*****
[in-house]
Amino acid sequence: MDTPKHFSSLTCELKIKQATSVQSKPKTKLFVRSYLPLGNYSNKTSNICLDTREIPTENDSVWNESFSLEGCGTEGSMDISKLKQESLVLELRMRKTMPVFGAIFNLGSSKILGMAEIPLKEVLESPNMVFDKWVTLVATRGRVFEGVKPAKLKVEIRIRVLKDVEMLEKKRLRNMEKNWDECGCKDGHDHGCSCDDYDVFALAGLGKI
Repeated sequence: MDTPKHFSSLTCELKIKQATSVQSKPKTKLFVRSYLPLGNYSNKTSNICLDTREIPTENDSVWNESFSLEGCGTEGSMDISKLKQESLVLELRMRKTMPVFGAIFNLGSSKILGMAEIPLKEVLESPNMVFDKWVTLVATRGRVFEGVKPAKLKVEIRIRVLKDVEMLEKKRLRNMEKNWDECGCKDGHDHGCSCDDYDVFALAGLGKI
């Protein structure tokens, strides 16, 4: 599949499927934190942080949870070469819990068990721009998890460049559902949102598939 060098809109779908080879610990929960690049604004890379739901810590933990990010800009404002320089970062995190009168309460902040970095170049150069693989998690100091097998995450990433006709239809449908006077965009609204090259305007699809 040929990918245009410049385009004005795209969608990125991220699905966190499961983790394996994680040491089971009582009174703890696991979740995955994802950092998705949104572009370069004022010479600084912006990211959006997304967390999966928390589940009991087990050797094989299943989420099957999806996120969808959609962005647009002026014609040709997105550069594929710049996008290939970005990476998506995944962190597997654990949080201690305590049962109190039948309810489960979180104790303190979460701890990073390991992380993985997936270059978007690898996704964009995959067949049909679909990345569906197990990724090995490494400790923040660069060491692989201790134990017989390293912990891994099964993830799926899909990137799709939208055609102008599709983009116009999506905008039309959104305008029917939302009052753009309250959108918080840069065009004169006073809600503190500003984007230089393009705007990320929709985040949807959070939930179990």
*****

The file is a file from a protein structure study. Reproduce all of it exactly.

[in-house]
Amino acid sequence: MDTPKHFSSLTCELKIKQATSVQSKPKTKLFVRSYLPLGNYSNKTSNICLDTREIPTENDSVWNESFSLEGCGTEGSMDISKLKQESLVLELRMRKTMPVFGAIFNLGSSKILGMAEIPLKEVLESPNMVFDKWVTLVATRGRVFEGVKPAKLKVEIRIRVLKDVEMLEKKRLRNMEKNWDECGCKDGHDHGCSCDDYDVFALAGLGKI
Repeated sequence: MDTPKHFSSLTCELKIKQATSVQSKPKTKLFVRSYLPLGNYSNKTSNICLDTREIPTENDSVWNESFSLEGCGTEGSMDISKLKQESLVLELRMRKTMPVFGAIFNLGSSKILGMAEIPLKEVLESPNMVFDKWVTLVATRGRVFEGVKPAKLKVEIRIRVLKDVEMLEKKRLRNMEKNWDECGCKDGHDHGCSCDDYDVFALAGLGKI
């Protein structure tokens, strides 16, 4: 599949499927934190942080949870070469819990068990721009998890460049559902949102598939 060098809109779908080879610990929960690049604004890379739901810590933990990010800009404002320089970062995190009168309460902040970095170049150069693989998690100091097998995450990433006709239809449908006077965009609204090259305007699809 040929990918245009410049385009004005795209969608990125991220699905966190499961983790394996994680040491089971009582009174703890696991979740995955994802950092998705949104572009370069004022010479600084912006990211959006997304967390999966928390589940009991087990050797094989299943989420099957999806996120969808959609962005647009002026014609040709997105550069594929710049996008290939970005990476998506995944962190597997654990949080201690305590049962109190039948309810489960979180104790303190979460701890990073390991992380993985997936270059978007690898996704964009995959067949049909679909990345569906197990990724090995490494400790923040660069060491692989201790134990017989390293912990891994099964993830799926899909990137799709939208055609102008599709983009116009999506905008039309959104305008029917939302009052753009309250959108918080840069065009004169006073809600503190500003984007230089393009705007990320929709985040949807959070939930179990």